Employers have been expecting further guidance in relation to the Job Retention Scheme and on 4 April 2020, HMRC published updated Guidance. The updated Guidance clarifies some of the areas of confusion in the original HMRC guidance published on 26 March and the key points are as follows:

  • Employees who have been dismissed for any reason since 28 February 2020 can be re-employed and then furloughed. Previous guidance provided that employees who had been made redundant could be rehired but the situation was unclear in relation to employees whose employment had terminated for other reasons;
  • Employers must notify employees that they have been furloughed in writing and retain the records for at least 5 years;
  • Employees must be furloughed for at least 3 consecutive weeks but can be taken on and off furlough provided that the 3 week condition is satisfied;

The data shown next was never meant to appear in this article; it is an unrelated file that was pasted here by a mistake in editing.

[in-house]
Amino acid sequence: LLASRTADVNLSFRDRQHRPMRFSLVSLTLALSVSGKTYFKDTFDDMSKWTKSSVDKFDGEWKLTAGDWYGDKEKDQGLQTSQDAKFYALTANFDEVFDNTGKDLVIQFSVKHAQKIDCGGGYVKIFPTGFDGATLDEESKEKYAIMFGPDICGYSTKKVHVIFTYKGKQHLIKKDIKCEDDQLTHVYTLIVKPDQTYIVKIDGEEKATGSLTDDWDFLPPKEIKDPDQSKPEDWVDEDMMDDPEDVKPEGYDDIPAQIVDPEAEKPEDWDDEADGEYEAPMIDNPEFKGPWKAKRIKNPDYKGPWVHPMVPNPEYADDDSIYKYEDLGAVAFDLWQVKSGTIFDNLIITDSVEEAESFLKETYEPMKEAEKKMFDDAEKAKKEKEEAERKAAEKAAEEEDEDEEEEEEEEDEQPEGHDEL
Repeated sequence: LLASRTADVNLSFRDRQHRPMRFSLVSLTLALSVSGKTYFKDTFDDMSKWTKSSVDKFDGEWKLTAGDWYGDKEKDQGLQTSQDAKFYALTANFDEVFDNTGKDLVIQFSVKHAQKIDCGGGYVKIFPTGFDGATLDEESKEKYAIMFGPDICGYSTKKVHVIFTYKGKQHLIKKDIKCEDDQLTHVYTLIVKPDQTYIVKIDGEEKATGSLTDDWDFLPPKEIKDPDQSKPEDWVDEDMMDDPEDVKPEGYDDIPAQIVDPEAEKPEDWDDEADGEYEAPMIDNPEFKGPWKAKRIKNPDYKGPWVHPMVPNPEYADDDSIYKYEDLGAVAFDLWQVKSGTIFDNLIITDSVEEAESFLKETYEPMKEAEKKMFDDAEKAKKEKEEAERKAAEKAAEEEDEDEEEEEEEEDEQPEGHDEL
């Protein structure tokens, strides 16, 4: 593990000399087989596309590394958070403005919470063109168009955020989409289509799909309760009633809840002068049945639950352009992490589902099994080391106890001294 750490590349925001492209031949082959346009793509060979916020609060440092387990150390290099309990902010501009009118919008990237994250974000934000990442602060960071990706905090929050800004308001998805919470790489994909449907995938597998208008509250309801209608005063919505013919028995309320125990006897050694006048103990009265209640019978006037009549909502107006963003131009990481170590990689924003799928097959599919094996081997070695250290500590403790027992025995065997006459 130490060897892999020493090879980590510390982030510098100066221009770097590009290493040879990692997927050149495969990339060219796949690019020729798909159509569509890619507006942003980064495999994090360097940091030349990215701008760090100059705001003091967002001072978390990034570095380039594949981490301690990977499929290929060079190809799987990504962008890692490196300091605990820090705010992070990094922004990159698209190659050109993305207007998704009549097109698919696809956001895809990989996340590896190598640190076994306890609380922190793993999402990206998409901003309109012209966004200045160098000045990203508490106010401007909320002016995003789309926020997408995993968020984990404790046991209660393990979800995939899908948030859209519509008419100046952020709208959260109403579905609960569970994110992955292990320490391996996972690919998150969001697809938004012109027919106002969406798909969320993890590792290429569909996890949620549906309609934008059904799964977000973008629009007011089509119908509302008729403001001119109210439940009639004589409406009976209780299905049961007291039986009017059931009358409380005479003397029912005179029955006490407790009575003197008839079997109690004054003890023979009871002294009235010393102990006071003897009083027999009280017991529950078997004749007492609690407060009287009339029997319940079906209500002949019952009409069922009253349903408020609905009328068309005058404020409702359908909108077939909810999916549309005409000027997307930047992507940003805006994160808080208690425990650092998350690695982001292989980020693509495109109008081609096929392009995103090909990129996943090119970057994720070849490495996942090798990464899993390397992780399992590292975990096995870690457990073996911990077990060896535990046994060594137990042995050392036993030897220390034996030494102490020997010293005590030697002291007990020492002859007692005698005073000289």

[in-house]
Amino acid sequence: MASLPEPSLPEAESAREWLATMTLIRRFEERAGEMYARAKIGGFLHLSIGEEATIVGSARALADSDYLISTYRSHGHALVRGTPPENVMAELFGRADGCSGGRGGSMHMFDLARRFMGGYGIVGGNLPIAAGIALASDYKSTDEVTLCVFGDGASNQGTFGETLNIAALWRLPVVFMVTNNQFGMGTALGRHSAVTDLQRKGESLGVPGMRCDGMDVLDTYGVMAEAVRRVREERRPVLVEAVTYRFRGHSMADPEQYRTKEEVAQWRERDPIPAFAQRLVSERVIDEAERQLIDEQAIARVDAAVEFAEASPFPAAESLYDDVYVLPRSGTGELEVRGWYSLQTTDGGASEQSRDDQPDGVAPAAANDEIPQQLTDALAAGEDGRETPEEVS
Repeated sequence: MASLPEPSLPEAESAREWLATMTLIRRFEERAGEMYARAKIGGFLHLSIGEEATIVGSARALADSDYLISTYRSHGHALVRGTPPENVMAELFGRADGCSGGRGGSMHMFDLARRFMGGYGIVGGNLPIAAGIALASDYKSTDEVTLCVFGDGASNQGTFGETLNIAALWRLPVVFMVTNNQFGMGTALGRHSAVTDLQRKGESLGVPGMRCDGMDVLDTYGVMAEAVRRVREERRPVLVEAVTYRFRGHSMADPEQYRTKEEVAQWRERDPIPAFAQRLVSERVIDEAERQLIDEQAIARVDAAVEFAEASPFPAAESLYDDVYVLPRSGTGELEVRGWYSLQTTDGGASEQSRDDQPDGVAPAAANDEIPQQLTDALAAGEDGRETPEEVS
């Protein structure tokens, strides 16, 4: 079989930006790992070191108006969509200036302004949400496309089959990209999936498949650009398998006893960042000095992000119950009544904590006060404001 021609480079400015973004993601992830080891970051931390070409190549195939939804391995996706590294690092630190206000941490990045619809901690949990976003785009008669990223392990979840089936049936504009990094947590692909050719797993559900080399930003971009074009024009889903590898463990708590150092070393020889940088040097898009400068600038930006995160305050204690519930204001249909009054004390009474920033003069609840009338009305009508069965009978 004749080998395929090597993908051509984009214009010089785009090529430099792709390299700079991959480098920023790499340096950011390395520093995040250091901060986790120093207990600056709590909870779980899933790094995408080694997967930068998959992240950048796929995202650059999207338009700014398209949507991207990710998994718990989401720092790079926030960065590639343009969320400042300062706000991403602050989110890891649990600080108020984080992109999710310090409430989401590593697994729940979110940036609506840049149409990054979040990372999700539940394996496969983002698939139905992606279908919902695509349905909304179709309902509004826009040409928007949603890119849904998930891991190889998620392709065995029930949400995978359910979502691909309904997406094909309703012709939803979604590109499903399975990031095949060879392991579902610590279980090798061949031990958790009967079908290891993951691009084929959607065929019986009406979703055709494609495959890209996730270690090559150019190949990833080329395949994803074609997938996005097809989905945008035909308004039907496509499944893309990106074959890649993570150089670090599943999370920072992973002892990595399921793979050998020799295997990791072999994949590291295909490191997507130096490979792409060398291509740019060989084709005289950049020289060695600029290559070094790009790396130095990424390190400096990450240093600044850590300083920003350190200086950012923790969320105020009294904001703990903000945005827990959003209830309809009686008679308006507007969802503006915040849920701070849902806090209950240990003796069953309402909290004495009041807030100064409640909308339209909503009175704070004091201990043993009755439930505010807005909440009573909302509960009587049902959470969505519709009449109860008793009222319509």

• Employees with two jobs can work for one employer while on furlough from the other and an employee who has been furloughed can also start a new job (subject to the old employment contract);
  • Employers can reclaim 80% of compulsory commission back from HMRC, as well as basic salary;
  • Directors can be furloughed but they can carry out statutory duties only during the furlough period; and
  • Employees cannot be asked to do any work that makes money for or provides services to an employer, but employees can take part in volunteer work or training.

There are still some unanswered questions. What about annual leave taken during the furlough period? Should employees be paid at the furlough rate or normal rate of pay? The guidance is silent on this issue. Also unclear is what happens to employees who TUPE transferred after 28 February? If any further guidance becomes available, we will issue an update.

This article has been produced for general information purposes and further advice should be sought from a professional advisor. Please contact our Employment team at Cleaver Fulton Rankin for further advice or information.

The content of this article is intended to provide a general guide to the subject matter. Specialist advice should be sought about your specific circumstances.